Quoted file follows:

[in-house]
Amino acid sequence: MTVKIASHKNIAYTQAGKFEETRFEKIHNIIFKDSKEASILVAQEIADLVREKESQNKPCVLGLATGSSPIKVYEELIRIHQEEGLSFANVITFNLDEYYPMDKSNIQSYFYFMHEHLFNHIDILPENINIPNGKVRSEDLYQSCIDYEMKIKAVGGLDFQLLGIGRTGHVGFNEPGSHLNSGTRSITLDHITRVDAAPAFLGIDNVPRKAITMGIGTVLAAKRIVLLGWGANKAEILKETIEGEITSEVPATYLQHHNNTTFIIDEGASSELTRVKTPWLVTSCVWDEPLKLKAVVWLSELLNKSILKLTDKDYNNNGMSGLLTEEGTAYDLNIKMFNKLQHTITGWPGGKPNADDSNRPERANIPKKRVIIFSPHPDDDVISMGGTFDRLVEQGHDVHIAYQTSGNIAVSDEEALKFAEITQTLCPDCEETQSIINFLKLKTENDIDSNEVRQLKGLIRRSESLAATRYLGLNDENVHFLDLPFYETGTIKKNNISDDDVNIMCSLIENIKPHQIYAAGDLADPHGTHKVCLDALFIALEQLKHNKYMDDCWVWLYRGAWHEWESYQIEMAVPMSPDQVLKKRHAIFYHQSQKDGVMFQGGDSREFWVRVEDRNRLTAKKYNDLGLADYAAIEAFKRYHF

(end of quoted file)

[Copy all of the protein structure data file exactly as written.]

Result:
[in-house]
Amino acid sequence: MTVKIASHKNIAYTQAGKFEETRFEKIHNIIFKDSKEASILVAQEIADLVREKESQNKPCVLGLATGSSPIKVYEELIRIHQEEGLSFANVITFNLDEYYPMDKSNIQSYFYFMHEHLFNHIDILPENINIPNGKVRSEDLYQSCIDYEMKIKAVGGLDFQLLGIGRTGHVGFNEPGSHLNSGTRSITLDHITRVDAAPAFLGIDNVPRKAITMGIGTVLAAKRIVLLGWGANKAEILKETIEGEITSEVPATYLQHHNNTTFIIDEGASSELTRVKTPWLVTSCVWDEPLKLKAVVWLSELLNKSILKLTDKDYNNNGMSGLLTEEGTAYDLNIKMFNKLQHTITGWPGGKPNADDSNRPERANIPKKRVIIFSPHPDDDVISMGGTFDRLVEQGHDVHIAYQTSGNIAVSDEEALKFAEITQTLCPDCEETQSIINFLKLKTENDIDSNEVRQLKGLIRRSESLAATRYLGLNDENVHFLDLPFYETGTIKKNNISDDDVNIMCSLIENIKPHQIYAAGDLADPHGTHKVCLDALFIALEQLKHNKYMDDCWVWLYRGAWHEWESYQIEMAVPMSPDQVLKKRHAIFYHQSQKDGVMFQGGDSREFWVRVEDRNRLTAKKYNDLGLADYAAIEAFKRYHF